Published in 1874, Thomas Hardy’s Victorian-era novel “Far From the Madding Crowd” is hardly unique material for the screen. It was first adapted in 1915, revisited in John Schleinger’s 1967 version, uprooted to modern times in Stephen Frears’ “Tamara Drewe,” and transformed into a “Masterpiece Theater” miniseries in 1998. Thomas Vinterberg’s gorgeous treatment of the story, which tracks individualistic farm owner Bathsheba Everdene (Carey Mulligan) as she runs her property and evades the advances of various suitors, arrives in theaters this week treading no fresh ground.
At the same time, the movie rejuvenates the material with a restrained eye for the details of the story — the relationships between a small cast of passionate characters — that frees it from the constraints of its era. With its gorgeously photographed backdrop of the British countryside’s rolling hills, and a cast of movie stars that includes not only Mulligan but also the beefy Mattias Schoenaerts, Michael Sheen and Juno Temple, Vinterberg’s treatment of the material hardly feels microbudgeted. But like Vinterberg’s great Dogme ’95 drama “The Celebration,” it crafts a compelling story out of thorny encounters that render outrageous circumstances in intriguingly familiar terms.
Opening in 1870, “Far From the Madding Crowd” — falling in line with Thomas Gray poem from which it derives its title — uses the insular setting of remote farm land to draw out relationships between the characters. At its root is Bathsheba’s ongoing challenges as she copes with various attempts by men of varying temperaments, from different levels of society, to pursue her affections. It starts with a genial sheepherder (Schoenaerts) whom she initially deems beneath her standards, gets more complicated with the arrival of a debonair but ethically dubious soldier (Tom Sturridge) who temporarily wins her over with his swordsmanship, and finally reaches a full state of confusion with the offer of gentle companionship from a middle-aged bachelor (Sheen).
Along the way, we’re treated to a makeout session in the woods, an innuendo-laden tutorial on knife-sharpening and more than one instance of temper tantrums. There are moments when “Far From the Madding Crowd” approaches soap opera territory, but Vinterberg’s committed ensemble and focus on the realistic cadences of conversation make it possible to get swept up in the natural flow of the proceedings rather than the social constructs of the era that dictate them. Bathsheba’s conundrums might not seem entirely out of place in the universe of bourgeois anxieties created by Whit Stillman.
Vinterberg’s focused approach to universalizing the story, which mainly pivots on closeups to convey the conflicting emotions in play, puts this version in league with other recent attempts to make the past more relatable. The same attempt to liberate the period drama from subservience to the past can be found in the recent Tribeca Film Festival premiere “Men Go to Battle.” Zachary Treitz’s intentionally meandering drama takes place across the pond a decade earlier, against the backdrop of the Civil War, in 1860 Kentucky.
Though the director resourcefully incorporates Civil War reenactments to hint at a broader scale just outside the frame, “Men Go to Battle” mainly focuses on the tension between a pair of brothers on another isolated farm land, this one far less tamed. When they both end up jockeying for the affections of the same woman, the more unkempt of the pair wanders off to the battlefield. This restrained conundrum keeps the focus on sibling rivalry and arrested development, lasting themes that never seem remote or stately despite the distant setting.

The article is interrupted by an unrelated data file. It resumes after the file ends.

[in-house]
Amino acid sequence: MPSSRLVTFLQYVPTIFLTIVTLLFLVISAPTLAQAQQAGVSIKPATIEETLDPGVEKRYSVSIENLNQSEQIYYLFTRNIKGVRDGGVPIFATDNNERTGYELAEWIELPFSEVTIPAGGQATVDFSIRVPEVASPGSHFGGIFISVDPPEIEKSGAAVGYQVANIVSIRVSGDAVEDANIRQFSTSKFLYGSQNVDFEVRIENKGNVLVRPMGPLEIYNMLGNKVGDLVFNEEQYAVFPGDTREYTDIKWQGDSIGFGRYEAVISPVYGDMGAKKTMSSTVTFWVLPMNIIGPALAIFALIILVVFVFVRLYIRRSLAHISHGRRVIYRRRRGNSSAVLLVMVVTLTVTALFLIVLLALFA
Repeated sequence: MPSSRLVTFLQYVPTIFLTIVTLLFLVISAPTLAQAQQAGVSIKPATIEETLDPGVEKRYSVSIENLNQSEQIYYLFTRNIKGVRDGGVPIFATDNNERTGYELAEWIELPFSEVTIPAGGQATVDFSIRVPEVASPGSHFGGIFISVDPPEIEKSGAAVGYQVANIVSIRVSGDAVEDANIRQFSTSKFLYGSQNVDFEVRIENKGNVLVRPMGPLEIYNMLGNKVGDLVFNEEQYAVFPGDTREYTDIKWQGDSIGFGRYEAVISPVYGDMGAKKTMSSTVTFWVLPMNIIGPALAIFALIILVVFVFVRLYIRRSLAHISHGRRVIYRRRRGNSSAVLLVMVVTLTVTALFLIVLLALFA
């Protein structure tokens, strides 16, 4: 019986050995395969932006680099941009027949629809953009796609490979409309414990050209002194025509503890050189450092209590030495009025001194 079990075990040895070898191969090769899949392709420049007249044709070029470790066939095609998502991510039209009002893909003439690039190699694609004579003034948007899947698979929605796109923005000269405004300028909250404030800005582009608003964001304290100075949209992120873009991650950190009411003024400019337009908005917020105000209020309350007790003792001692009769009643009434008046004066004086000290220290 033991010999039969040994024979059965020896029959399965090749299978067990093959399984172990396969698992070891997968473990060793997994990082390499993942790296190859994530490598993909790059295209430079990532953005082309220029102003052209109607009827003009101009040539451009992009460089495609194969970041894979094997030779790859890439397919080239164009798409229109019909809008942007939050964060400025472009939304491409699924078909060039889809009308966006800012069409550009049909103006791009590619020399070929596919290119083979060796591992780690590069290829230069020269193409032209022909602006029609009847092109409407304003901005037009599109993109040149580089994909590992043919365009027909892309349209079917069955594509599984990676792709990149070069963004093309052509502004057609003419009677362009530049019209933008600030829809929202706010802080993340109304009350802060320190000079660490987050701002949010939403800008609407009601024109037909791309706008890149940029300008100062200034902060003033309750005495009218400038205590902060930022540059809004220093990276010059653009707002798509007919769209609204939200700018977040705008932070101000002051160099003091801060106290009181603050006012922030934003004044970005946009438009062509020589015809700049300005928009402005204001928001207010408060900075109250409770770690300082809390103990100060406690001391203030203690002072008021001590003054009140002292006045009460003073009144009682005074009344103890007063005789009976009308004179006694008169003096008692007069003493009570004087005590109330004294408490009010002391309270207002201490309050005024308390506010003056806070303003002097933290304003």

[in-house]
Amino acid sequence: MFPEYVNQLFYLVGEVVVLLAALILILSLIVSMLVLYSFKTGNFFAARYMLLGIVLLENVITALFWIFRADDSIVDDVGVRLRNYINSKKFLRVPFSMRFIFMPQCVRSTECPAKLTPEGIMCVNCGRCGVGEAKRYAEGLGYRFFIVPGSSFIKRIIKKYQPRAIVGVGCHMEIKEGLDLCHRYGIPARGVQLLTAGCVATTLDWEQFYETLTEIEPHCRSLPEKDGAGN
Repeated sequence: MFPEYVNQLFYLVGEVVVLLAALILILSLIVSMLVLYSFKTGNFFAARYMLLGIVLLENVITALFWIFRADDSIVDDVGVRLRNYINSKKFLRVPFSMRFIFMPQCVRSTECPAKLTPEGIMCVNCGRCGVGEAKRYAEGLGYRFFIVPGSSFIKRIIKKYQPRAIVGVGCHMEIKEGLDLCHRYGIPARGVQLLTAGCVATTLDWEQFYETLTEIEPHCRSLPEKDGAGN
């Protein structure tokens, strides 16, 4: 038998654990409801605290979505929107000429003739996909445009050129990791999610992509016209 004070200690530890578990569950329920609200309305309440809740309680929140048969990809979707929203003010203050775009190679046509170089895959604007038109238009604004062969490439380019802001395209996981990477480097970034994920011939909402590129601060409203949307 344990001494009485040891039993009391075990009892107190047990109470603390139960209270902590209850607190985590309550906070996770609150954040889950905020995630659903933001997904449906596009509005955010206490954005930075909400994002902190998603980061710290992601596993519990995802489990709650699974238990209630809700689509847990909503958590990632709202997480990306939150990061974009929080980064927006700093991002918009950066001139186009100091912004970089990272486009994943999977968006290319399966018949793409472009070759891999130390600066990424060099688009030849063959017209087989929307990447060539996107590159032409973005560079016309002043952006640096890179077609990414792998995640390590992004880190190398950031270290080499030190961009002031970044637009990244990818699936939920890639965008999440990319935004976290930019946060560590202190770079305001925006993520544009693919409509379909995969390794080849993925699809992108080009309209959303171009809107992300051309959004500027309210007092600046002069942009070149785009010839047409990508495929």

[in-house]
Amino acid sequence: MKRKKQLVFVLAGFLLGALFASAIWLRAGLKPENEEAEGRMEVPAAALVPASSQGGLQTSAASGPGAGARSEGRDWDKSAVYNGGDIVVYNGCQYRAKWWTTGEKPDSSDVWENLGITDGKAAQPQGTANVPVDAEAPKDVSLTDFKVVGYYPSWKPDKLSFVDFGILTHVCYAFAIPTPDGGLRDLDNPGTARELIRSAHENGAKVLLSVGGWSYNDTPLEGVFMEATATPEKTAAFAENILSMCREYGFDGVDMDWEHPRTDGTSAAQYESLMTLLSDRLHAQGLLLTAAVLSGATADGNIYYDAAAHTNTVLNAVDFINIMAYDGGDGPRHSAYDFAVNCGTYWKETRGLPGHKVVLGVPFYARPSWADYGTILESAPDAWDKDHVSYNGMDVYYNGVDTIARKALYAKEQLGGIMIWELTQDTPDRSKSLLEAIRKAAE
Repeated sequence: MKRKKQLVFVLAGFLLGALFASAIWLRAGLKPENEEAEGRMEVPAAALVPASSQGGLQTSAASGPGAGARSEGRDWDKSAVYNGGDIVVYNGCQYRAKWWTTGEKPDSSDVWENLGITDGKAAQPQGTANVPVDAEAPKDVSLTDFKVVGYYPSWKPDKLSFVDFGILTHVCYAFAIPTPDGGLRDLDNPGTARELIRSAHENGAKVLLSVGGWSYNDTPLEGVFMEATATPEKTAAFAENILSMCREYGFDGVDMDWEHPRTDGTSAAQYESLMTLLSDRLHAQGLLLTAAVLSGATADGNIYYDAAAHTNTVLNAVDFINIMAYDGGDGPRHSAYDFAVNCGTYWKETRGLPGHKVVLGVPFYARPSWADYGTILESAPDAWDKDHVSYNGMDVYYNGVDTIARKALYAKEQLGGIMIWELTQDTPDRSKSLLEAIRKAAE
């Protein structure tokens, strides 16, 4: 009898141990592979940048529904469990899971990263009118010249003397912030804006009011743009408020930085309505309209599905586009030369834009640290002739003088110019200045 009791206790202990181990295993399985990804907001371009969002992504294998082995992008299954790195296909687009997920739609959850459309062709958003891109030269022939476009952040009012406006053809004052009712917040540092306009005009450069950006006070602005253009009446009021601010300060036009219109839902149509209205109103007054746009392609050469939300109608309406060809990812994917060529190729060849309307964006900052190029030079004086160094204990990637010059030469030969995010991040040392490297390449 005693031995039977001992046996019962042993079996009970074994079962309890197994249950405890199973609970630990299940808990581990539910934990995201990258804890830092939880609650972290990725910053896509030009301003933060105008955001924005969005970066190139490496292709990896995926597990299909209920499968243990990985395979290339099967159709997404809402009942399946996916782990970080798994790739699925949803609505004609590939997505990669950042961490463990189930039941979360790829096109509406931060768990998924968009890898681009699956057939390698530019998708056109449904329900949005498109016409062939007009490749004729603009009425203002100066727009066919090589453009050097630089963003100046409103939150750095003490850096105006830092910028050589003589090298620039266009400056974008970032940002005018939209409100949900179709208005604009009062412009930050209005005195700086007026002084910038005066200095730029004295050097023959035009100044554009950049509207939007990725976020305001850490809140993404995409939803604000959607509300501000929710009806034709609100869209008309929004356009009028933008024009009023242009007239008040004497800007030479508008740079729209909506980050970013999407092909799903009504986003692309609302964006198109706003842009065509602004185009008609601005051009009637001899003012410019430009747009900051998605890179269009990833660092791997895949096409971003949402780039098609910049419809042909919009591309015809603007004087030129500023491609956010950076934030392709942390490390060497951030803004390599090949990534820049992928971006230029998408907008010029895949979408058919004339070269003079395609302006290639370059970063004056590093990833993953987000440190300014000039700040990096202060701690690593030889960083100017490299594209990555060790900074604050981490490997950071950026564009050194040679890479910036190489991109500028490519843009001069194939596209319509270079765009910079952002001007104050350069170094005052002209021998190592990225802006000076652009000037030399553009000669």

Once again, appeal of the story rests in an intimacy with a handful of characters seemingly cut off from the grander developments of the outside world. Treitz also develops his story’s potent themes around telling closeups that hint at the unruly emotions in place, most effectively as Henry faces the profound fear of seeing action on the battlefield and reacts with a series of questionable decisions that he never verbalizes; they remain a secret he maintains only with the audience. Like Bathsheba’s conundrum in “Far From the Madding Crowd,” the period setting is just a starting point for exploring timeless scenarios.
Yet both movies pale in comparison to the extent to which “Far From Men,” also opening this week, dramatizes its period setting by intensifying the psychological processes in play. Director David Oelhoffen’s refashioning of Albert Camus’ “The Guest” takes place in 1960 and involves racial and sociological tensions involving the French-Algerian war, but with its desert setting and a plot that mainly involves the travails of two characters traversing a barren landscape, could easily unfold amidst the turmoil of war-torn environments today. Viggo Mortensen excels as a good-natured retired soldier eager to spend his days teaching literacy to Algerian students at a remote outpost; that tranquility is upended when he’s forced to escort an arrested Algerian prisoner to a neighboring town, where he’s bound to be put to death.
As the two men form a curious bond over the course of their journey, and their allegiances grow more complex, “Far From Men” complicates the historical framework through which past incursions are so often simplified. Expertly assembled to draw out the suspense of danger lurking around each vacant hill, and enhanced by Nick Cave’s moody score, the movie creates a world of paradoxical sentiments: immediate decision-making pitted against the immovable forces of ideology and moral codes. At the end of the day, it involves the plight of two men forced to reckon with battle lines they had nothing to do with in the first place — and fighting to come up with a strategy to draw their own. That’s not the stuff of a period drama; that’s just life.